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Growing Up: Knausgård on Proust, Boyishness, and (Straight) Time

Growing Up: KnausgÃ¥rd on Proust, Boyishness, and (Straight) Time Growing Up: Knausgård on Proust, Boyishness, and (Straight) Time Olivia Noble Gunn University of Washington Queerness is essentially about a rejection of a here and now. —Muñoz, Cruising Utopia hen Karl Ove Knausgård first mentions Marcel PrÀ oust’s la recherche du temps perdu (1913–1927; In Search of Lost WTime) in Min kamp (My Struggle), it is from a grown-up perspective, looking back. Knausgård’s narrator, Knausgård, uses Proust’s masterpiece as a kind of pivot between then and now, or between Knausgård’s current understanding of an adolescent self—a prior mode of being in relation to time, love, and literature—and the everyday existence he now lives with his second wife and children. He mentions leaving his first wife, moving to Sweden, remarrying, and becoming a father. Det eneste sporet som finnes av det forrige, er bøkene og platene jeg tok med. Alt annet lot jeg ligge. Og mens jeg den gangen brukte mye tid på å tenke på fortiden, nesten sykelig mye tid, slår det meg nå, og derfor ikke bare leste Marcel PrPå spor ousts et av den tapte tid, men nærmest drakk den, er fortiden nå knapt nærværende i tankene. Mye av grunnen til det er barna vi har fått, http://www.deepdyve.com/assets/images/DeepDyve-Logo-lg.png Scandinavian Studies Society for the Advancement of Scandinavian Study

Growing Up: Knausgård on Proust, Boyishness, and (Straight) Time

Scandinavian Studies , Volume 92 (3) – Jul 31, 2020

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Publisher
Society for the Advancement of Scandinavian Study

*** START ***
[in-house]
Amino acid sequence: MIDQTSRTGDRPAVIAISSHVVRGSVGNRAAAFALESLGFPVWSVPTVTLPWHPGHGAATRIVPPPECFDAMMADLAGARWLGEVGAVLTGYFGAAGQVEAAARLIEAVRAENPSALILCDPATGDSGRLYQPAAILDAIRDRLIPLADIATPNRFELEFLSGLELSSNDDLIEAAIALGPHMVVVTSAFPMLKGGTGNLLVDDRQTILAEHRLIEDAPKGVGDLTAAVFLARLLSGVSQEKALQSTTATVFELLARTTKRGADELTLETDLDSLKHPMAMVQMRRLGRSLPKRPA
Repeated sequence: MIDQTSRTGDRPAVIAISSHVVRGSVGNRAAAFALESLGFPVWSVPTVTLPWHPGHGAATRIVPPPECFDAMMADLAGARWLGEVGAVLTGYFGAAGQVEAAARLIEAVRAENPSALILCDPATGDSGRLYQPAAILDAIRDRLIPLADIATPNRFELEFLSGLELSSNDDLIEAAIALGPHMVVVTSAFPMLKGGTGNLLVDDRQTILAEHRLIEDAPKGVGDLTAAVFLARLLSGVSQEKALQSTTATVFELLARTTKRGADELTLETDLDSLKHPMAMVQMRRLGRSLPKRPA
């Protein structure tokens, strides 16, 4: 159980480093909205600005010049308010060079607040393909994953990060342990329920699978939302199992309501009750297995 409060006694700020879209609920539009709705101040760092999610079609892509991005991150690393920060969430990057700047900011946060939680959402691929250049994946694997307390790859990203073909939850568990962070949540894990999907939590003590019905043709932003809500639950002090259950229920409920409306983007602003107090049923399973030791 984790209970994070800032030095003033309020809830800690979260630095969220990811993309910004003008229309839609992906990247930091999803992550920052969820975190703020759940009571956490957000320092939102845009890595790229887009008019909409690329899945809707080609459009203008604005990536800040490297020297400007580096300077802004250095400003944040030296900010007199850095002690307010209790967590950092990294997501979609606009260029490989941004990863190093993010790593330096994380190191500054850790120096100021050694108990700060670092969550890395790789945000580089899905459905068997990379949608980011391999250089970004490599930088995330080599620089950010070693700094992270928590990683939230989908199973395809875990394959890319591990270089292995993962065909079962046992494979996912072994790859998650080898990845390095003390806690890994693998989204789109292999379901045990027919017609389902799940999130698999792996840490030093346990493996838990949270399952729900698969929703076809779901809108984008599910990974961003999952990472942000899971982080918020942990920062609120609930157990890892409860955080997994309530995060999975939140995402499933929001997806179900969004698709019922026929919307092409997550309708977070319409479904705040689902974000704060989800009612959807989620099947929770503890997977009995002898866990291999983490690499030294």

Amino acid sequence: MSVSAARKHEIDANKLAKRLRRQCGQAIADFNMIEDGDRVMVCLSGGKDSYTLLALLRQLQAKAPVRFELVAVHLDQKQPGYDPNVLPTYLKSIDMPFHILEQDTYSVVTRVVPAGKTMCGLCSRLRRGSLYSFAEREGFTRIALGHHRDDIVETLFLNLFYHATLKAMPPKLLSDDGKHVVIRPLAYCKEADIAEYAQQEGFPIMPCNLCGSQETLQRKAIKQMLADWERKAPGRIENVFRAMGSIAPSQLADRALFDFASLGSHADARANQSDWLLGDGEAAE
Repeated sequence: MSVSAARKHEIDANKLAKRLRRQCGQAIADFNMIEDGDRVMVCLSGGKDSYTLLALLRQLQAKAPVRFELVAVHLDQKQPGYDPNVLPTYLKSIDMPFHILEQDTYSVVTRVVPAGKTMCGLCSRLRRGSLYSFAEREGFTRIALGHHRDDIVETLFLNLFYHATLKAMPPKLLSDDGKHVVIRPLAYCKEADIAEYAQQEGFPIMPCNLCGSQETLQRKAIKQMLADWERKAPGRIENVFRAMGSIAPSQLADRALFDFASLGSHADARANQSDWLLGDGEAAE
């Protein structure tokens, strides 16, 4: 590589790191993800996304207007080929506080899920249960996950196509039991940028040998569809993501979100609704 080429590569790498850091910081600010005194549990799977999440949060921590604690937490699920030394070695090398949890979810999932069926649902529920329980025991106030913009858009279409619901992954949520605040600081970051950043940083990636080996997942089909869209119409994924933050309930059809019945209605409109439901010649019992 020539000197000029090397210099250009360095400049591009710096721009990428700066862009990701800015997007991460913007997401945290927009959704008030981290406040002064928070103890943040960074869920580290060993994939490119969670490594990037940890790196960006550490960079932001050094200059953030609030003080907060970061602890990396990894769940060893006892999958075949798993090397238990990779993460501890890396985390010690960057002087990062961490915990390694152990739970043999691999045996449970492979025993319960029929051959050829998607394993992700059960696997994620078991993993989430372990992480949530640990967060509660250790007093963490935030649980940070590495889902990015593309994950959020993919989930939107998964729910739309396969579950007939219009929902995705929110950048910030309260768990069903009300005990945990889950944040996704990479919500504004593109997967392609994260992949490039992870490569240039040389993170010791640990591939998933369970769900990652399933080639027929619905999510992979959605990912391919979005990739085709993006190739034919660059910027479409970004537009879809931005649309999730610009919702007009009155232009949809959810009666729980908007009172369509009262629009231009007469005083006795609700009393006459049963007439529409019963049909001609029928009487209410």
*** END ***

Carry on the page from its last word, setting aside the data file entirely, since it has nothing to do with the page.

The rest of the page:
Copyright
Copyright © Society for the Advancement of Scandinavian Study
ISSN
2163-8195

Abstract

Growing Up: Knausgård on Proust, Boyishness, and (Straight) Time Olivia Noble Gunn University of Washington Queerness is essentially about a rejection of a here and now. —Muñoz, Cruising Utopia hen Karl Ove Knausgård first mentions Marcel PrÀ oust’s la recherche du temps perdu (1913–1927; In Search of Lost WTime) in Min kamp (My Struggle), it is from a grown-up perspective, looking back. Knausgård’s narrator, Knausgård, uses Proust’s masterpiece as a kind of pivot between then and now, or between Knausgård’s current understanding of an adolescent self—a prior mode of being in relation to time, love, and literature—and the everyday existence he now lives with his second wife and children. He mentions leaving his first wife, moving to Sweden, remarrying, and becoming a father. Det eneste sporet som finnes av det forrige, er bøkene og platene jeg tok med. Alt annet lot jeg ligge. Og mens jeg den gangen brukte mye tid på å tenke på fortiden, nesten sykelig mye tid, slår det meg nå, og derfor ikke bare leste Marcel PrPå spor ousts et av den tapte tid, men nærmest drakk den, er fortiden nå knapt nærværende i tankene. Mye av grunnen til det er barna vi har fått,

Journal

Scandinavian StudiesSociety for the Advancement of Scandinavian Study

Published: Jul 31, 2020

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